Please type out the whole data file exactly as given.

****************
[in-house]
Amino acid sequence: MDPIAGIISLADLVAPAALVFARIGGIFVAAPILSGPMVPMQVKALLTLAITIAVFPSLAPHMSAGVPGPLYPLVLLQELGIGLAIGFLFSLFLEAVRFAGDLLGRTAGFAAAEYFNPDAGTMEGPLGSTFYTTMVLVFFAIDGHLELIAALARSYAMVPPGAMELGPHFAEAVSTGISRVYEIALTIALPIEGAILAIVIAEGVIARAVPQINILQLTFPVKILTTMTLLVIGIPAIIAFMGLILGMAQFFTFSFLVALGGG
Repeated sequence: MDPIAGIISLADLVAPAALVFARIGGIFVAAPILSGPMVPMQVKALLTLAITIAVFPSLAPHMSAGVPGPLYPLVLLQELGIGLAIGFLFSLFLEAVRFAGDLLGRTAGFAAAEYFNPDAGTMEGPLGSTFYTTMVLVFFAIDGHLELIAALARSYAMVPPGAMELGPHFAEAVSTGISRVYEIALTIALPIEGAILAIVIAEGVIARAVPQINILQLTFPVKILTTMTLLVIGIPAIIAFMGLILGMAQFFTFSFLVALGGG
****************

[in-house]
Amino acid sequence: MDPIAGIISLADLVAPAALVFARIGGIFVAAPILSGPMVPMQVKALLTLAITIAVFPSLAPHMSAGVPGPLYPLVLLQELGIGLAIGFLFSLFLEAVRFAGDLLGRTAGFAAAEYFNPDAGTMEGPLGSTFYTTMVLVFFAIDGHLELIAALARSYAMVPPGAMELGPHFAEAVSTGISRVYEIALTIALPIEGAILAIVIAEGVIARAVPQINILQLTFPVKILTTMTLLVIGIPAIIAFMGLILGMAQFFTFSFLVALGGG
Repeated sequence: MDPIAGIISLADLVAPAALVFARIGGIFVAAPILSGPMVPMQVKALLTLAITIAVFPSLAPHMSAGVPGPLYPLVLLQELGIGLAIGFLFSLFLEAVRFAGDLLGRTAGFAAAEYFNPDAGTMEGPLGSTFYTTMVLVFFAIDGHLELIAALARSYAMVPPGAMELGPHFAEAVSTGISRVYEIALTIALPIEGAILAIVIAEGVIARAVPQINILQLTFPVKILTTMTLLVIGIPAIIAFMGLILGMAQFFTFSFLVALGGG